How The Constitution Protects Our Right To Worship, Own Property, And To Thrive

How The Constitution Protects Our Right To Worship, Own Property, And To Thrive

The Founders understood that freedom was not merely the unbridled ability to live according to one’s appetites and desires, but the ability to do what is right and to live virtuous lives.
Bre Payton
By

In the fifth lecture of Hillsdale College’s Constitution 101 course (which you can take along with me here), Professor Thomas G. West explains how the Constitution safeguards one’s natural rights — namely religious liberty and the right to acquire and possess property.

Prior to the American Revolution, the freedom to practice one’s faith was limited to those who accepted the religion of the state-sponsored church. This changed after settlers first started to come to the United States. But religious freedom isn’t limitless, and the Founders had to grapple with what constraints upon religion are necessary to preserve everyone’s right to worship. One cannot “disturb the public peace,” or infringe upon the rights of others in the name of religion. Child sacrifices or harming others as part of a religious practice isn’t ever permissible, for that infringes upon their natural rights.

At the time of the America’s founding, the Quakers, who are pacifists, refused to serve in the armed forces if the young nation needed to defend itself. In a stern letter addressed to the Society of Quakers, George Washington told the Quakers they must fulfill their duties as citizens if the country needs to take up arms to defend itself, for to neglect the social duties necessary to maintain religious freedom is to put that very right at risk.

The liberty enjoyed by the People of these States, of worshipping Almighty God agreable to their Consciences, is not only among the choicest of their Blessings, but also of their Rights—While men perform their social Duties faithfully, they do all that Society or the State can with propriety demand or expect; and remain responsible only to their Maker for the Religion or modes of faith which they may prefer or profess.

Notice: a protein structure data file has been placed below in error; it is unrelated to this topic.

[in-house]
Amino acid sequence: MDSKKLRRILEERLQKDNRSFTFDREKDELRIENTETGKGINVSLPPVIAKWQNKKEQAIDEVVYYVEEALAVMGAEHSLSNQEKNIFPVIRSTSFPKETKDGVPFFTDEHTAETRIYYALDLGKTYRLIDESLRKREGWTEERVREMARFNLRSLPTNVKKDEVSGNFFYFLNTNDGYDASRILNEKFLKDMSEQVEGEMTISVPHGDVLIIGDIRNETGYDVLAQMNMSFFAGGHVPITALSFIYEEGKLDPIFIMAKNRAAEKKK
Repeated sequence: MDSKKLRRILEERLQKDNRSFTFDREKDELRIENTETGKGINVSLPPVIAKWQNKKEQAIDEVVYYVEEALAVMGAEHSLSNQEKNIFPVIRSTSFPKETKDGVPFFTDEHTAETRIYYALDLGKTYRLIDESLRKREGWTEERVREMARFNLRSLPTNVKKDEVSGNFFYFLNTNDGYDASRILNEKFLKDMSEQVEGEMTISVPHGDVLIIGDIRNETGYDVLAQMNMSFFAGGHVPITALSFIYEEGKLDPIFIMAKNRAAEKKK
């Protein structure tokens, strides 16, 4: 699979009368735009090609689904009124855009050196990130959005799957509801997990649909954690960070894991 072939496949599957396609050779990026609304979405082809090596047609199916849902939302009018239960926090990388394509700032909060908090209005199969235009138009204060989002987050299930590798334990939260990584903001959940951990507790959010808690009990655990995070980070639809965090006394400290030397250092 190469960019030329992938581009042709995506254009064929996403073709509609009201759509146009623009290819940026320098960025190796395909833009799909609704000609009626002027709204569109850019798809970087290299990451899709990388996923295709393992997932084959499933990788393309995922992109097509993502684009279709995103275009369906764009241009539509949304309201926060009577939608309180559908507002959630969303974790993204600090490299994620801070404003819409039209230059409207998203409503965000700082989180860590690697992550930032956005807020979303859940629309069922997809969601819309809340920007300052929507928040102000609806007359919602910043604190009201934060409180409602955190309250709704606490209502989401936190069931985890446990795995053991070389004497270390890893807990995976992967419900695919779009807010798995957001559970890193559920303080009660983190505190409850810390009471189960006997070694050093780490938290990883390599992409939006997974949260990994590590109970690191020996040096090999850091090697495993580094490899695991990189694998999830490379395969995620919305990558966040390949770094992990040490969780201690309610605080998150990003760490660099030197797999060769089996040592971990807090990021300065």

This understanding of religious liberty — that everyone should have this freedom so long as it does not infringe upon others’ natural rights — is present throughout the Founders’ writings on the topic. In a letter to the Danbury Baptist Association, Thomas Jefferson wrote that they could not interfere in a religious issue at the state level while he was U.S. president of the U.S..

Believing with you that religion is a matter which lies solely between man and his God . . . I contemplate with sovereign reverence that act of the whole American people which declared that their legislature should ‘make no law respecting an establishment of religion, or prohibiting the free exercise thereof,’ thus building a wall of separation between Church and State. Adhering to this expression of the supreme will of the nation in behalf of the rights of conscience, I shall see with sincere satisfaction the progress of those sentiments which tend to restore to man all his natural rights, convinced he has no natural right in opposition to his social duties.